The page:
Here we are again, sending out well wishes to be reunited again from afar; across a continent, over an ocean, and sometimes just down the street. This recurring pattern of our lives has become regrettably predictable. Neïl Beloufa, like all good artists, has the ability to tell stories that prepare us for what’s coming. These aren’t stories in the bougie or post-bougie sense; those that make the viewer think they are the character at the centre of the story. Neïl’s stories are more like myth-making, where the political process and struggle of the community are embedded within, never a centralized point perception, ultimately providing narratives for us to understand in common and work through together.
Almost a decade ago, in 2014, I invited Neïl to join me in the Canadian Rockies mountain range for a residency and to make an exhibition. He brought most of his studio team then, and they produced the film at the heart of this exhibition. Back then it was called Home is Wherever I’m With You, and I described it as a goofy, soap-opera-like comedy of errors and disinformation, set in the context of a global pandemic all told through skype calls between the characters. Then the myth we made became real, so the film was re-edited into a mini-series and was given an extra layer of engagement, games.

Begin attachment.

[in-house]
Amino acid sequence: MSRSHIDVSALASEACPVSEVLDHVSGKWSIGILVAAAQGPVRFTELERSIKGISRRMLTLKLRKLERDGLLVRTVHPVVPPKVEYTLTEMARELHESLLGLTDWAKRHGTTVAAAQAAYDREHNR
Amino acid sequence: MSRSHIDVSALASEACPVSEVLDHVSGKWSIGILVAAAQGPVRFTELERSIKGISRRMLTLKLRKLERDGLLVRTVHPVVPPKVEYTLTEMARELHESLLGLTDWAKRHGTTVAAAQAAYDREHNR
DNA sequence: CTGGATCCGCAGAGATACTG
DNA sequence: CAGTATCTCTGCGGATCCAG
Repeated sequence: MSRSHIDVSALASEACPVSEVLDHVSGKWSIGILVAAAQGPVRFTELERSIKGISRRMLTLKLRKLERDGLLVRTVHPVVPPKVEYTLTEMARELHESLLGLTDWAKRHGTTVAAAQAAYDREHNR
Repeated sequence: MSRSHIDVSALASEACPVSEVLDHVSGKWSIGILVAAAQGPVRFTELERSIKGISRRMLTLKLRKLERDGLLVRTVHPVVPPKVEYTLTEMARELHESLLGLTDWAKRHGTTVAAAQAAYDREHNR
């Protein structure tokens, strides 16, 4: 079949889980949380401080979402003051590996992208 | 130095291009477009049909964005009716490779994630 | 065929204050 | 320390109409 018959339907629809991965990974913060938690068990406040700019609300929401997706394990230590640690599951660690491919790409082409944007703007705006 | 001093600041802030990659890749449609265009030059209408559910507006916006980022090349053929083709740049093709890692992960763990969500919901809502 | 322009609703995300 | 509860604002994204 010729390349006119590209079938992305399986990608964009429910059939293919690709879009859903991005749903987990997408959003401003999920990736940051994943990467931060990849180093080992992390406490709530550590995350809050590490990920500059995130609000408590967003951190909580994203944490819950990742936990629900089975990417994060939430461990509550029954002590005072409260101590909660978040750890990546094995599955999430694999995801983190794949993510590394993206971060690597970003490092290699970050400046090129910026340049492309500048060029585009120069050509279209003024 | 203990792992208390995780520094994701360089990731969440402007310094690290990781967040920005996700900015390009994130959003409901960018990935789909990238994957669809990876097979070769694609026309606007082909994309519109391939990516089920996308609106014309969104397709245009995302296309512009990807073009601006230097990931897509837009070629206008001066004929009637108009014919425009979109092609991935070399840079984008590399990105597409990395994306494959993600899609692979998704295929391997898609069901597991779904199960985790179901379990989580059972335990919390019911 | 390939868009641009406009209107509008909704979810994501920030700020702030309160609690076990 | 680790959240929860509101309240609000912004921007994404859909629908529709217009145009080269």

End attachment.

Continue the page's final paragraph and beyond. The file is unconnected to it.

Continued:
We’ve all heard how gaming will take over the future, but give it a try before scoffing about it. Over a million views/players so far for a weird art film tells us that we must be onto something. So throughout the pandemic, we experimented with the project on different websites, and in a year-long exhibition in Milan too. At the same time, the next layer of the internet accelerated. We’re talking Web3, the internet of value, blockchain, decentralization, NFTs and DAOs, and all those new words that caught fire on Twitter, Reddit, and Discord. Our language was forever shifted, and a lingua franca between gamers, basketball fans, teenagers, art world snobs, hackers, and nerds was born. The team producing these online and real life experiences evolved and formalized into a new production company, ebb.global that’s describing itself as a Distributed Organization (DO) that develops Web3 projects with artists, galleries, museums, and brands; integrating digital and physical cultural experiences. With members from the North American West Coast to Paris and beyond, we’re trying to answer to the challenge that new technology has maybe a little over a decade before it gets acculturated and solidified into an infrastructure.